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Placing This Conversation in Context
Before I proceed to discuss one Jewish perspective on the necessity of Jesus’ death, I must say a bit about the contemporary context for this conversation. For centuries, many Christians hated Jews. Part of the Christians’ justification for their hatred was their belief that “the Jews killed Christ.” Even though Jesus himself had called his followers to love their enemies, somehow the belief that “the Jews killed Christ” justified a very un-Christ-like hatred of all Jews. This sort of twisted reasoning contributed to the unspeakable horror of the Holocaust, in which over six million Jews were murdered by the Nazis.
The ugly history of anti-Semitism makes it difficult to talk objectively about Jewish involvement in the death of Jesus. If one suggests that some Jews were in some way responsible for Jesus’ death, this person runs the risk of being labeled anti-Semitic. When I was in graduate school, I was encouraged to ask all sorts of creative and critical questions about early Christian history. But when it came to the death of Jesus, there was an unspoken rule that prohibited even discussing the possibility of some Jewish responsibility for the death of Jesus. The party line was that the Romans killed Jesus for their own reasons and that the early Christians made up the parts of the passion narrative that implicate Jews. The Christians did so, we were told, partly because they weren’t getting along with Jews during the latter half of the first-century A.D., and partly because they wanted to improve their relationship with the Roman Empire. This theory – filled with more holes than Swiss cheese – was something my colleagues and I were not welcome to examine critically. It was simply off limits. The painful history of anti-Semitism required that the history of early Christianity be told in a certain way, whether it actually happened that way or not. (Photo: Anti-Semitic graffiti in Lithuania in 2005.)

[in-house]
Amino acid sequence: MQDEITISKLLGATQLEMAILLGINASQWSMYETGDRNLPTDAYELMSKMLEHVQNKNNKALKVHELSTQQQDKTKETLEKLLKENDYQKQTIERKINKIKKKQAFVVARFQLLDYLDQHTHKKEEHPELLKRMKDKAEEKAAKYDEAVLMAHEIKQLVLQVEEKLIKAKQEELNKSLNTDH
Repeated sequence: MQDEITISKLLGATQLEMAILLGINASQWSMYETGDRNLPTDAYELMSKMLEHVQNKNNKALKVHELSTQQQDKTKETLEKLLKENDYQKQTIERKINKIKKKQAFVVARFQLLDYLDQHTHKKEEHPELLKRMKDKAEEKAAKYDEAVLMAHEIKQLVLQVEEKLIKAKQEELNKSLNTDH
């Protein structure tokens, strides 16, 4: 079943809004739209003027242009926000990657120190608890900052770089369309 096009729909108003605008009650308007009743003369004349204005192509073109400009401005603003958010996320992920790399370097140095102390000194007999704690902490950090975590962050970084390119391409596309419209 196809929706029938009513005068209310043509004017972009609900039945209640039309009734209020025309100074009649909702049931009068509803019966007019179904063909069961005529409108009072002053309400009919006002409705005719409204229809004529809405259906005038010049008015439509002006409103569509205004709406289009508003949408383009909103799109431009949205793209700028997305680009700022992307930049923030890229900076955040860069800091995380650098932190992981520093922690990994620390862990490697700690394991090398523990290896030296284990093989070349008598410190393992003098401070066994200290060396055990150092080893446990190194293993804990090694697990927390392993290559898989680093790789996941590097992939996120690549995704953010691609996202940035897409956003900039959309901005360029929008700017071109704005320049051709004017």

Therefore, before I discuss Jewish involvement in the death of Jesus, I must say three things quite clearly:
1. Anti-Semitism is wrong. From a Christian perspective, it is a sin. No matter who was actually responsible for the death of Jesus, there is no excuse for anti-Semitism. It’s something that Christians and all sensible people should oppose.
2. Even if “the Jews” were completely responsible for Jesus’ death (which I’ve already shown to be false, given the involvement of Pontius Pilate), this would in no way justify anti-Semitism today.
3. Even if a Christian considered “the Jews” to be his or her enemies, that Christian would be compelled by the very words of Jesus to love the Jews, not to hate them.
4. Anti-Semitism is alive and well today (or, alive and sick, perhaps). All moral people, including Christians, should reject and oppose it. Anti-Semitism is morally wrong, unjustifiable, and unchristian.
As you can infer from this introduction, I am going to argue that some Jews were involved in the crucifixion of Jesus, and that they believed that Jesus had to die. But, I think it’s historically incorrect to speak of “The Jewish Perspective” on the necessity of Jesus’ death. If we wish to be accurate, we must talk in terms of “One Jewish Perspective” on the question: “Why did Jesus have to die?” I’ll explain what I mean in my next post.